Winner: The Return of Doctor Mysterio

Following the results of these 14 polls, I doubt it will come as a surprise to anyone to see “The Return of Doctor Mysterio” continue its domination, winning best story with 43.95% of votes. No, “The Return of Doctor Mysterio” will never be anyone’s favourite Doctor Who episode, nor is it the best Christmas Special the show’s ever made – however that doesn’t hinder the episode from excelling in its own right and producing a confident and thoroughly enjoyable hour of television. Whether it be by its own merit or simply circumstantial; “The Return of Doctor Mysterio” is the best story 2016 had to offer.

Runner-Up: The Metaphysical Engine, or What Quill Did

Landing just out of line with DWTV’s earlier Class rankings following its initial release, is Class’ penultimate story that takes second place for the year with 14.23% of the vote. This is an episode that succeeded so incredibly on so many levels, the main factor being of course the watertight and remarkably memorable performance of Katherine Kelly in the titular role. Condensing so much straining character development into one 45-minute episode is no easy task, but both Kelly and Ness ensured that even in the chaos of the moment no reactions seemed superficial, forced or rushed. The narrative of the episode was also a strong point of appeal, with the concept of the Metaphysical Engine – a machine capable of transferring individuals into a thought or belief – impressing both fans and critics immensely.


Winner: Torchwood
Runner-Up: The Sarah Jane Adventures

Though I touched on the imbalance of Class viewers at the commencement of these polls, this reality is probably the clearest in this final poll that saw both Torchwood (on 43.4%) and The Sarah Jane Adventures (on 38.02%) beat out the 2016 spin-off among the majority of DWTV viewers.

It does seem somewhat inappropriate to be speaking about the successes of two shows that concluded over half a decade ago in a “Best of 2016” poll, so instead I’d like to spend the last few paragraphs of these 3 articles breaking down what I believe in part motivated these results. The obvious factors are clear: both Torchwood and The Sarah Jane Adventures were being judged on their entirety (not their first season), both feature characters that already have the investments of fans prior to their commencement; and finally both have benefited incredibly from the establishment of their own fanbases that have grown and remained devoted to the shows following their conclusions.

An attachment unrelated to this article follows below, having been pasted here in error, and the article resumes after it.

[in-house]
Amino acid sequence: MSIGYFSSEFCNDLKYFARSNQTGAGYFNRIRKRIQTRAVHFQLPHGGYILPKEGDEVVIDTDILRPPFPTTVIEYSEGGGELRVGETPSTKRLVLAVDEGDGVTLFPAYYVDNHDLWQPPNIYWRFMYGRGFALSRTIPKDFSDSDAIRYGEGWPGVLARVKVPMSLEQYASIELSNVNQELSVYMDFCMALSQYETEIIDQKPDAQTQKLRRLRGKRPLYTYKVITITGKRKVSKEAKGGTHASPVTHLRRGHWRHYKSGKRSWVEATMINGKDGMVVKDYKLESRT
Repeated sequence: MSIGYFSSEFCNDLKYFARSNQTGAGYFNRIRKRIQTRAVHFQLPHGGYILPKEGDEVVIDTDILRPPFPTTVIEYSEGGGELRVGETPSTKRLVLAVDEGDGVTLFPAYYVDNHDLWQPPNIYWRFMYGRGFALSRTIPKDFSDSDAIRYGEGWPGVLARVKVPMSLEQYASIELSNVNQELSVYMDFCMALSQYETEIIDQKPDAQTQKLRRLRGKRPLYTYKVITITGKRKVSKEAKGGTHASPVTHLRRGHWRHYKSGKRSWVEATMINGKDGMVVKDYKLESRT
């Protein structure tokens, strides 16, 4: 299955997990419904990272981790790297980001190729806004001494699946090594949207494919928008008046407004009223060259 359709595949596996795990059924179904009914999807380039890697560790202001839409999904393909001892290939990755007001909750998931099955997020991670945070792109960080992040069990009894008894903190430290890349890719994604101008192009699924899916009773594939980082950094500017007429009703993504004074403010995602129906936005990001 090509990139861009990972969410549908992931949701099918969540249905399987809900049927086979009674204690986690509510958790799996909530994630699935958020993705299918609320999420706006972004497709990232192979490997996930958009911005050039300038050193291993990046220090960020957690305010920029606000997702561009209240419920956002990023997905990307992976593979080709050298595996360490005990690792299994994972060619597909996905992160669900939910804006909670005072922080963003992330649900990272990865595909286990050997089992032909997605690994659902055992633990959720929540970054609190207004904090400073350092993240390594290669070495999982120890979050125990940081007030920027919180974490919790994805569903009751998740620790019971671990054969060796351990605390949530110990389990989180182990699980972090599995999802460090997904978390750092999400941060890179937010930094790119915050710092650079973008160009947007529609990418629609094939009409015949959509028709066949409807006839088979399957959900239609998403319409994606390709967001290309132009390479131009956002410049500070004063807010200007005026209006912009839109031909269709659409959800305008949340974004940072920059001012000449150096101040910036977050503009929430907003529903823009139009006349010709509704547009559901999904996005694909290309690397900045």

The secondary factors are no doubt more contentious, but also strikingly more relevant. Class seemed to be fighting a losing battle from its offset. For the BBC it was used as nothing but an incentive to lure viewers towards the newly formatted BBC3 and the world of online streaming instead of allowing the show the opportunity to present itself to audiences on television or even on already established streaming services such as Netflix or Amazon. Following the sacrifice of its own accessibility, the BBC then aired the series on BBC1 – but restricted the series to air two episodes at a time to occupy the graveyard shift. Not only was the show let down by its distribution format, but also strangely by Doctor Who’s own marketing team, with support for the show largely absent from Doctor Who’s social media accounts and magazine covers to name a few.

We will never know if Class will reach the same standard of storytelling that Torchwood exhibited in its later seasons, or if it will hold the same place in fan’s hearts as The Sarah Jane Adventures if it is not even presented with the same chances they were. This is why I would implore all of you to join the dedicated voiced of fans calling for the BBC to grant Class a second series – and do this properly the second time around. Allow the show to grow, give it your support – because television shows never amount to anything monumental without a little bit of belief.